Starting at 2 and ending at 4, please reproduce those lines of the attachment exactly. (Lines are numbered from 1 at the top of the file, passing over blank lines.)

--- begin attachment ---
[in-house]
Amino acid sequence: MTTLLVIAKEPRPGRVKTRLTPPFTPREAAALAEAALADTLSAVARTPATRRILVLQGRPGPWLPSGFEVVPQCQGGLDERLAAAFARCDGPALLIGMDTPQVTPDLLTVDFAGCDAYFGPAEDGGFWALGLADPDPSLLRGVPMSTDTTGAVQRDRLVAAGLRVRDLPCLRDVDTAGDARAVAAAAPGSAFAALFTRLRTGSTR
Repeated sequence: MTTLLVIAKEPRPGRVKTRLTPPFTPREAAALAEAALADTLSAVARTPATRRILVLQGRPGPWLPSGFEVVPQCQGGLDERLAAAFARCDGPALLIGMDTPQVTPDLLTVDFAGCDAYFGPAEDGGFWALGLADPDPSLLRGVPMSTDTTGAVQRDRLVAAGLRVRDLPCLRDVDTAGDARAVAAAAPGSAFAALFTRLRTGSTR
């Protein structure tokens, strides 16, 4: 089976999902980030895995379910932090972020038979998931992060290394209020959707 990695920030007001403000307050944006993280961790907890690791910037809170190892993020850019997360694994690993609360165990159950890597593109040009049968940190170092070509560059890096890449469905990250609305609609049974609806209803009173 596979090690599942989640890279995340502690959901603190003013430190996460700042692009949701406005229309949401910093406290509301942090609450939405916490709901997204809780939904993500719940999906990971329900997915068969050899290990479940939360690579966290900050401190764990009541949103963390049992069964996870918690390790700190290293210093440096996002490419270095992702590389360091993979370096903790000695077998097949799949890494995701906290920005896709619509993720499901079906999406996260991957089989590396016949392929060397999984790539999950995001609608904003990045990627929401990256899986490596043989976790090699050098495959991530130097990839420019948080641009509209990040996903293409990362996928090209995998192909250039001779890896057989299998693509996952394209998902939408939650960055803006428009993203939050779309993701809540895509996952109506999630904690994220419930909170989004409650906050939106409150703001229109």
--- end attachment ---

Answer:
Amino acid sequence: MTTLLVIAKEPRPGRVKTRLTPPFTPREAAALAEAALADTLSAVARTPATRRILVLQGRPGPWLPSGFEVVPQCQGGLDERLAAAFARCDGPALLIGMDTPQVTPDLLTVDFAGCDAYFGPAEDGGFWALGLADPDPSLLRGVPMSTDTTGAVQRDRLVAAGLRVRDLPCLRDVDTAGDARAVAAAAPGSAFAALFTRLRTGSTR
Repeated sequence: MTTLLVIAKEPRPGRVKTRLTPPFTPREAAALAEAALADTLSAVARTPATRRILVLQGRPGPWLPSGFEVVPQCQGGLDERLAAAFARCDGPALLIGMDTPQVTPDLLTVDFAGCDAYFGPAEDGGFWALGLADPDPSLLRGVPMSTDTTGAVQRDRLVAAGLRVRDLPCLRDVDTAGDARAVAAAAPGSAFAALFTRLRTGSTR
């Protein structure tokens, strides 16, 4: 089976999902980030895995379910932090972020038979998931992060290394209020959707 990695920030007001403000307050944006993280961790907890690791910037809170190892993020850019997360694994690993609360165990159950890597593109040009049968940190170092070509560059890096890449469905990250609305609609049974609806209803009173 596979090690599942989640890279995340502690959901603190003013430190996460700042692009949701406005229309949401910093406290509301942090609450939405916490709901997204809780939904993500719940999906990971329900997915068969050899290990479940939360690579966290900050401190764990009541949103963390049992069964996870918690390790700190290293210093440096996002490419270095992702590389360091993979370096903790000695077998097949799949890494995701906290920005896709619509993720499901079906999406996260991957089989590396016949392929060397999984790539999950995001609608904003990045990627929401990256899986490596043989976790090699050098495959991530130097990839420019948080641009509209990040996903293409990362996928090209995998192909250039001779890896057989299998693509996952394209998902939408939650960055803006428009993203939050779309993701809540895509996952109506999630904690994220419930909170989004409650906050939106409150703001229109």